Agent 38-24-36 (1964) Poster

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Highly Entertaining
Beanamir8214 September 2005
Warning: Spoilers
I actually watched this for a French class, so I was getting the original dialogue, and not a translated English version. On that note, I didn't even know Anthony Perkins spoke French, much less acted in French movies, until I caught the advert for the film on TV5's website. I think about half of my joy actually came out of that--that and the fact that it's a French movie set in London. The rest of my eight stars come from the incredibly stupid and cheesy dialogue (which I loved), especially the scene in which Harry-Perkins' character-tells Penelope-Bardot's character-that he is a spy, and another man is, too, and that he has lied to her. She responds, "I love spies: they're tall, and handsome, and smart, like you!" After watching the Maxwell Smart sort of demeanor that Perkins gives off, that line made me laugh like crazy. The ending makes it even better, in retrospect. The reason I've got a spoiler tag on this comment is because of the particular scene I absolutely have to mention. Harry is, at one point, absolutely sure that Penelope's grandmother has been murdered; he runs to her house, and runs to the grandmother's room. He stops short at the door, horrified, as he sees a pair of feet sticking out from behind a corner. At this point, we know the grandmother's got to live, because she's witty and fun, and let's face it, this isn't a real spy film. The only thing I could think of during this scene was Norman Bates parading around the basement of the Bates Motel, with a butcher knife, his mother's dress, and a wig, screaming at the cops. I had to stop the movie to get a hold of myself. Any fan of Maxwell Smart would enjoy this movie--get the French version with English subtitles, and it will be all the better.
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wrvisser-leusden-nl15 January 2004
Imagine yourself back in the cold war-period of half a century ago. Add to it your liking of the dry, tongue-in-cheek English humor, a little slapstick, and 'Une ravissante idiote' will entertain you well.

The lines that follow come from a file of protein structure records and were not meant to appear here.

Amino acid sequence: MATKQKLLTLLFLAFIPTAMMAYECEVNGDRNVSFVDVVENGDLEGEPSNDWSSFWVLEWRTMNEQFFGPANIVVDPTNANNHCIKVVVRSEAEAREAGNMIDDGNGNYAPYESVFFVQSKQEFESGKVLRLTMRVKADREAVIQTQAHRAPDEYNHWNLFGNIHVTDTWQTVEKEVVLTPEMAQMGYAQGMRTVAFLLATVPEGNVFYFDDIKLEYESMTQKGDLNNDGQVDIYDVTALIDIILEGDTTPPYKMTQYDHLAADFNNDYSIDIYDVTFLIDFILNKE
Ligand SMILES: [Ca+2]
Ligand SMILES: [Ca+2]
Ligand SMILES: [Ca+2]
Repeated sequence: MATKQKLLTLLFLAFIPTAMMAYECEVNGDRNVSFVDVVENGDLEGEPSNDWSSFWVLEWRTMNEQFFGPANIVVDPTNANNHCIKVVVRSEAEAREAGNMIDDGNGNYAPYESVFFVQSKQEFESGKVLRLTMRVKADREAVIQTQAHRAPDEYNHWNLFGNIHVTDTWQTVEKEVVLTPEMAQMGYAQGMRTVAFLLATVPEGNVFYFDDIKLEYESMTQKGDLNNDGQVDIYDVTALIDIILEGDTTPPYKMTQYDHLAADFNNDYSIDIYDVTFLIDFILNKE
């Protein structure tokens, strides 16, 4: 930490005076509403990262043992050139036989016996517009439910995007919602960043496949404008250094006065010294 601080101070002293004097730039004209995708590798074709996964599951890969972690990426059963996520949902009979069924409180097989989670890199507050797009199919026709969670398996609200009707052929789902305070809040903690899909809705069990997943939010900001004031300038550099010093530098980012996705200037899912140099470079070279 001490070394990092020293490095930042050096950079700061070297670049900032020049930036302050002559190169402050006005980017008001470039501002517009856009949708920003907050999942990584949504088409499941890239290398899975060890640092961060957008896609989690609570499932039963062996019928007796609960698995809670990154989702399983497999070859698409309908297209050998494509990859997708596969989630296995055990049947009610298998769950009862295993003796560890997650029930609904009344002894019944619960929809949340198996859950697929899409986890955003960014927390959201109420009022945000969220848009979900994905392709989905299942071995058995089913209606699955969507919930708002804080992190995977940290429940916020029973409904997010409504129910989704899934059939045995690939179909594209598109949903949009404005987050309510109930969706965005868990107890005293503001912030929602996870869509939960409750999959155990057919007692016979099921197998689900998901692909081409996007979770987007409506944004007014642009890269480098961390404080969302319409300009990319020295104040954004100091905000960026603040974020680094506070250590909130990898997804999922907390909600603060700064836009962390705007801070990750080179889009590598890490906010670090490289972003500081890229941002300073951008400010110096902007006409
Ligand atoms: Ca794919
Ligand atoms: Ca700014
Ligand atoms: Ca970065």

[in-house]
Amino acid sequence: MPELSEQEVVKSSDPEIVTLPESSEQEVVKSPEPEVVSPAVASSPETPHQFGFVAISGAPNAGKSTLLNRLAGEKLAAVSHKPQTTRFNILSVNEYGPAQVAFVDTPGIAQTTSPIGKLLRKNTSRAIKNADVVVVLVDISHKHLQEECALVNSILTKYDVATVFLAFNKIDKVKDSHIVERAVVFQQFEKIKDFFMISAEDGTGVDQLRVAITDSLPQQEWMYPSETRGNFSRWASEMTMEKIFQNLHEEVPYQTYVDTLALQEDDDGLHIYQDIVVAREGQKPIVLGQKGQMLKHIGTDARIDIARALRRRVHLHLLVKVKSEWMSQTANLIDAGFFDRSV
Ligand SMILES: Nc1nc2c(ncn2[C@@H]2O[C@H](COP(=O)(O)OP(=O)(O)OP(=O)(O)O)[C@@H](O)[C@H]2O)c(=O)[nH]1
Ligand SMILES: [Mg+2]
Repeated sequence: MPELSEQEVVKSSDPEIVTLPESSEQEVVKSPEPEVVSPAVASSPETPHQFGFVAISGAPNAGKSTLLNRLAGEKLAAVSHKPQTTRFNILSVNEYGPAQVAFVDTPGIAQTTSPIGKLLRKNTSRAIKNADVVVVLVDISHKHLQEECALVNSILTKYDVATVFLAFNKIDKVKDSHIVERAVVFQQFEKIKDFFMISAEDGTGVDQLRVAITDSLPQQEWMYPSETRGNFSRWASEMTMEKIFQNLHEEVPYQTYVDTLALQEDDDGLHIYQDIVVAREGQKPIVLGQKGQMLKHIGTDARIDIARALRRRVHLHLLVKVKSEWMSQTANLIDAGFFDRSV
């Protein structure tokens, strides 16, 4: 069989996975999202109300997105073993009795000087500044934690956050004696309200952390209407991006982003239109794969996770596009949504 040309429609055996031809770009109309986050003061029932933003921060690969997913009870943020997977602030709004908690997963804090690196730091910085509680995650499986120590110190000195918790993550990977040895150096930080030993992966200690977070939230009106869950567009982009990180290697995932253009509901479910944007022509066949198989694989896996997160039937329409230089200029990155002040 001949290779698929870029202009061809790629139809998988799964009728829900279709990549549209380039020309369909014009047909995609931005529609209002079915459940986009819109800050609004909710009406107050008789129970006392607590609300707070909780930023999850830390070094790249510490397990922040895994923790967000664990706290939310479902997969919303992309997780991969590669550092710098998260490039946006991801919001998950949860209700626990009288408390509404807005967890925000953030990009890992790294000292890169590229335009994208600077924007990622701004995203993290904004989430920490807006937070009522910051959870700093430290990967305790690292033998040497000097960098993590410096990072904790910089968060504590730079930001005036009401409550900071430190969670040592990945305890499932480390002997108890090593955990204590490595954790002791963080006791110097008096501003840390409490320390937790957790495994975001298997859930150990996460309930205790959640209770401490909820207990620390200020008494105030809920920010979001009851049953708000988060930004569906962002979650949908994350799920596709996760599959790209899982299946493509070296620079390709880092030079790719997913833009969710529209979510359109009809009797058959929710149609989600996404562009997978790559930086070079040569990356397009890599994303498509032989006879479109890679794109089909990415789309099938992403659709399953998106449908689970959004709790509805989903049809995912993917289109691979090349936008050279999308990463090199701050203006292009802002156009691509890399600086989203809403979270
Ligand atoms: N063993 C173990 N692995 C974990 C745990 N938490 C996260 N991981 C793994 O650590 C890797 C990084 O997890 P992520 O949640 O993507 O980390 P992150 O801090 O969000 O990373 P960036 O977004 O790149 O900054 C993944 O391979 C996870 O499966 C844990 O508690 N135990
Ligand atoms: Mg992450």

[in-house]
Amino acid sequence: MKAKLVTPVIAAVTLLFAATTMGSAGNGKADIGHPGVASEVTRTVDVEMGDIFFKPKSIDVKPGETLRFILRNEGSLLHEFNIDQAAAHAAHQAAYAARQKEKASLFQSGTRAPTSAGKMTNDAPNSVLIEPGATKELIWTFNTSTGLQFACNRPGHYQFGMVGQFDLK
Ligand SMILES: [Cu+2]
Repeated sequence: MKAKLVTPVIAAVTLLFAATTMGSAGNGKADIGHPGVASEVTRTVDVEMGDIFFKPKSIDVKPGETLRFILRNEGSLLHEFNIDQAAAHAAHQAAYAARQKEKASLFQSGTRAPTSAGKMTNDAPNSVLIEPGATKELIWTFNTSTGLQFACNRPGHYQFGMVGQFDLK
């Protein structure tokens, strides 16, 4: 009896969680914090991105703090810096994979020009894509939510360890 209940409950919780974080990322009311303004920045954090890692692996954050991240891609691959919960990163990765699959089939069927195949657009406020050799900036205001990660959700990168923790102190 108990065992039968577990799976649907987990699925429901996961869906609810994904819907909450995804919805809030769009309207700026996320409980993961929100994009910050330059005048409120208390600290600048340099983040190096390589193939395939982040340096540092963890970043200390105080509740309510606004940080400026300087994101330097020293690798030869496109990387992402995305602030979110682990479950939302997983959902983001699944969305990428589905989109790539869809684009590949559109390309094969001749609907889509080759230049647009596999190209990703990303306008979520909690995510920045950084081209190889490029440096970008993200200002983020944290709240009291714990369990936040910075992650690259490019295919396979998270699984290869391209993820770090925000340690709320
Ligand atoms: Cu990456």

Its story is about a Soviet spy circle in London, trying to steal a file with valuable military information from a vault. A paper file, to be precise, as personal computers do not exist back in 1964. Anthony Perkins is the spy circle's main tool to obtain it, Brigitte Bardot acting as his more than willing helper .... sorry folks, don't get any ideas: there is no nudity involved in this movie.

All in all, 'Une ravissante idiote' gives us a well-built, consistent story, and fine acting from everbody involved. Both Perkins and Bardot do well in this light comedy.
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shepardjessica-14 November 2004
This French film (English subtitles)is curiously lacking in depth, but I didn't hate it. Anthony Perkins is amusing, Brigitte Bardot is sweet and beautiful (as always) as the slightly simple-minded girl of Perkins' dreams.

Strangely paced with varying acting styles, this mid-60's spy romp rolls along with no real purpose.

A 5 out of 10. Best performance = Anthony Perkins. Even many of the words in the subtitles are spelled wrong. I haven't seen that too many times. Hard to REALLY recommend this, but if you're a BB fan or enjoy watching Perkins play a befuddled young man, you'll find something in this flick.